January 26, 1988 |
Wedged among the stone-faced homes of suburban Wynnewood, there is a secret garden where a rooster still rules the barnyard and old-fashioned boxwood frames the perennial beds. This is the Toland family farm, where three generations of Tolands continue to homestead and where, as recently as a decade ago, cows grazed in the open pasture. "Not that many places around here, or anywhere, have stayed the same this long," said Polly Toland, who lives next door to her daughter and her daughter's family in a home that backs onto the four-acre tract.
February 5, 1996 |
He just turned 82. He has served in Pennsylvania's Senate longer than anyone else in the state's 314-year history. And now he's running for another four-year term. State Sen. Clarence D. Bell, a Republican representing parts of Chester and Delaware Counties, has clearly mastered the art of political survival. The key, he says, is to avoid fights you can't win. In his words: "I've learned not to go around kicking iron dogs with open-toed shoes. " That applies to the big issues such as abortion and school choice - he says he seeks to learn his constituents' wishes, and then votes their way - and it applies to the little things in life.
March 8, 1996 |
On International Women's Day, my thoughts turn to a little girl named Eggy who lives halfway around the world, smack on the equator. Eggy was born in 1988 during one of my anthropological trips to West Sumatra, Indonesia. She was named after me (without the P) soon after I left to return home - a way of keeping me there, her mother explained. Six years later, when Eggy went to school and needed a more formal name, she was renamed Peggi Sandi. I was flattered and honored, glad for the misspelling because it made Eggy both unique yet part of me. Eggy is a member of the Minangkabau ethnic group, among the most populous in Indonesia.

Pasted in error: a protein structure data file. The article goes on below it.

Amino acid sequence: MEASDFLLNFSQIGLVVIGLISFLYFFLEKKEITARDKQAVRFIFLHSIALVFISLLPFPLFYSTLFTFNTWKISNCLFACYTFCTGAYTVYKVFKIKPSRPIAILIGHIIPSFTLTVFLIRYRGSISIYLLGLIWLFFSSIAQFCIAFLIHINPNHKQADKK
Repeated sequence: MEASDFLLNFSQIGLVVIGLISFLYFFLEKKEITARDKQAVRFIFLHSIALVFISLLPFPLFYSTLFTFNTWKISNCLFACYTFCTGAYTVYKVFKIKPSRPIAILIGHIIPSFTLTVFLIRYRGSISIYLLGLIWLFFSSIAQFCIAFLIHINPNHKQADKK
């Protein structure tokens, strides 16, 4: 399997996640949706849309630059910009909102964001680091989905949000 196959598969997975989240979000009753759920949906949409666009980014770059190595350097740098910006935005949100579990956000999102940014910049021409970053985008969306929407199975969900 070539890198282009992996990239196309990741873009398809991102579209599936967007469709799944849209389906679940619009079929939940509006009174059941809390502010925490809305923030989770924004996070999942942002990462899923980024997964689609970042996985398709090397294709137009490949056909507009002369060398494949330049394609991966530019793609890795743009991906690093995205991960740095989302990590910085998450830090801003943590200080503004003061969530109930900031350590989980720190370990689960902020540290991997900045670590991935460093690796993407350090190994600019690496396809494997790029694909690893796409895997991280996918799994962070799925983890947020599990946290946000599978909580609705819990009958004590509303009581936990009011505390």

February 23, 1987 |
It started about four years ago with a little wooden birdhouse. Today Jesse Sturgis' front yard, near 42nd Street and Lancaster Avenue in West Philadelphia, is a gallery of the gaudy, a place where the cheap and the discarded have found a new home and a new purpose. Either suspended from or set upon more than a dozen spindly poles - many 6 to 8 feet high - Sturgis has assembled a garden of sunflower-shaped windmills, a plastic menagerie of brightly colored birds, a collection of toy cars, a plastic shark, a disembodied plastic hand and a string of home-grown gourds hollowed out and awaiting some urban flock seeking a nest.
June 20, 1991 |
A raid at a Chester County mobile home netted six ounces of cocaine and 10 roosters believed to be used in cockfights, according to state police at the Avondale barracks. Evangelina Garcia and Carlos Santos Torres, both 37, were arrested at the home on the east side of Route 796 in the Kelton section of Penn Township at 11:30 a.m. Friday. The pair, charged with possession of a controlled substance, possession with intent to deliver, and conspiracy, were arraigned before District Justice D. Richard Muth in West Chester and were sent to Chester County Prison after failing to post $150,000 cash bail each.
February 12, 1993 |